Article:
Characters as Symbols
The overall symbolism of the book is concerned with the struggle between love and the powers of darkness.
Lena symbolizes pure love. Of humble origin, she typifies Christ.
Heyst symbolizes the negation of love through mistrust of life.
Schomberg symbolizes that cringing, sneaking form of evil which is often more deadly than open violence.
Ricardo symbolizes the "lust of the flesh, the lust of the eyes, and the pride of life."
Jones symbolizes the devil.
Wang symbolizes the false face of friendship which deserts when adversity arises.
Pedro symbolizes bestiality.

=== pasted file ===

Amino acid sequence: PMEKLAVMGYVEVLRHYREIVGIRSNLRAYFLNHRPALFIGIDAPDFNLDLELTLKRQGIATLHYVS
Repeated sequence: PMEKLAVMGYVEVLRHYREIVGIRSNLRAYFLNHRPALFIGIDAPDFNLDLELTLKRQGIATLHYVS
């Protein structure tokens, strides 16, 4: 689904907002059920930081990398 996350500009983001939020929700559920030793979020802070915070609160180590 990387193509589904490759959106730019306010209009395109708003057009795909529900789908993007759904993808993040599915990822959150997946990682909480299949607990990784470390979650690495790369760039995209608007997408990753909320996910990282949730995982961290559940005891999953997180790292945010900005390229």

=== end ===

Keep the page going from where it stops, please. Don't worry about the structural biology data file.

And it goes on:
Throughout the book, the reader will find rich symbolism:
The volcano symbolizes life, always threatening to break out in violence, breeding storms — life as Heyst regarded it. The volcano also foreshadows Heyst's death by fire.
Clouds symbolize the sad fate of both Heyst and Lena.
The books and portrait symbolize the hold Heyst's father's philosophy has on his son.
The sea symbolizes death.
The storm symbolizes the storm of violence in the hearts of the actors in Samburan's final tragic scene.
Ricardo's dagger symbolizes the sting of death, rendered harmless by love. Thus it becomes the symbol of Lena's Victory.
Lena's black dress is a symbol of death.
The spears in the barrier of branches symbolize fear.